Chapter 4 - Magic is Real

If I could teach people one thing, it would be the same thing I try to teach my kids...


I believe in magic wholeheartedly. I don't believe that the woman in the box was really cut in half. I don't believe that a rabbit materialized in that hat, but I believe in the looks of pure joy on people's faces when they see something that they could never conceive. The ability to create this look is the magic. The look itself is the Ta Da moment. 

I heard recently on a podcast (but wait, how do you have time to listen to podcasts when your own is so long? Hey, take it easy), two people discussed the idea of manufactured joy, mentioning places like Walt Disney World and Universal Studios, who are corporations that make money from people by creating "fake" joy. But here is the thing. That isn't fake joy. I have been to these places. I have seen the looks on the faces of people from all over the world, the faces of my own children, my wife, my parents, my sister and myself. These are places that work themselves to the bone, from the top of the company all the way to the janitorial staff, to create a world that exists outside of out own. The tickets are expensive and the crowds are large, but inside those walls are thousands and thousands of people who are experiencing true magic.

This is also true about movies. Movies, however, take it a step further by invoking whatever emotions they want. How can a movie, made up of characters that you don't know, bring you to tears? How can a movie, featuring people who can't come through the screen, make you scared? The answer is simple. It's the same answer for Walt Disney World, Universal Studios and even your every day illusionist. There is so much going on in the background that you can't see. What you can see is glorious as a result of the work of a large number of people performing a number of tasks to keep your focus where they want it. I like to think about these people, but I never think about them when I am in those moments. I think that is a part of their magic. All the thankless jobs that are performed at such a high level to advance the pleasure of what you can see.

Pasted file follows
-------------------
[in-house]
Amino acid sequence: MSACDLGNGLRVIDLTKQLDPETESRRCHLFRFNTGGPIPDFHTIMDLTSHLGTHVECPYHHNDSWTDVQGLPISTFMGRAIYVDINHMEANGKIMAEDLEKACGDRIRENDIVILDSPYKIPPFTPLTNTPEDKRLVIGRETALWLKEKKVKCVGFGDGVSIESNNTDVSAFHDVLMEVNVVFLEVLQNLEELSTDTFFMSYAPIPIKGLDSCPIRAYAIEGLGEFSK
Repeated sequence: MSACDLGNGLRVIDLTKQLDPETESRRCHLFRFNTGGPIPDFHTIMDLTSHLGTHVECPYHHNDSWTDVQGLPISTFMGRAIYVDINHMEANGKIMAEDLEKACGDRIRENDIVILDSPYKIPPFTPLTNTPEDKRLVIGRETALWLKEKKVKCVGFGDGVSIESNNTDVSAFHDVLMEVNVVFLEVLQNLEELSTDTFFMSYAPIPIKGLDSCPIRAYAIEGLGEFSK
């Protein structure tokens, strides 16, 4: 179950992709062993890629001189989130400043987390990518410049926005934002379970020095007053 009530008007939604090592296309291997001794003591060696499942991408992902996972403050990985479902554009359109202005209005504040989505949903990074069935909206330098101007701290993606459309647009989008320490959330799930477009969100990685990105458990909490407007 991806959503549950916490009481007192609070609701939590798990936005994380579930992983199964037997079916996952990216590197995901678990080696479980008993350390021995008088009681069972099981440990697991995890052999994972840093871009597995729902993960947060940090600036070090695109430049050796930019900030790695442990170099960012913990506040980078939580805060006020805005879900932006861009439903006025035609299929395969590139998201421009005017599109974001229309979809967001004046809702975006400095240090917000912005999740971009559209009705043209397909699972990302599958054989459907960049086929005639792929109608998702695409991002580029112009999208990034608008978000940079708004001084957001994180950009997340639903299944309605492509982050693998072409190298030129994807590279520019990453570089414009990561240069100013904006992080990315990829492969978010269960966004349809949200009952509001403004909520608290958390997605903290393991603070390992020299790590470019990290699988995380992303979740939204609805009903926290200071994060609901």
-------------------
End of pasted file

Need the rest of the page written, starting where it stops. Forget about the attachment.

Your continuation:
Where the magic is lost, however, is when people try to peek behind the scenes. The mirrors, trap doors and false bottoms of the world make the world a better place. Snooping through your parents' closets to try and find presents from Santa, picking apart what is CG in a movie or trying to catch the theme park character out of costume are just ways to unnecessarily rob ourselves of a level of innocence that I wish we could all maintain. If we would just embrace the fact that there are some things that either can't explained or don't need to be explained in the moment, I feel like we could affect our own happiness in such a meaningful way that we could, at the very least, increase the positivity found in the average comments page online.

Catch you soon...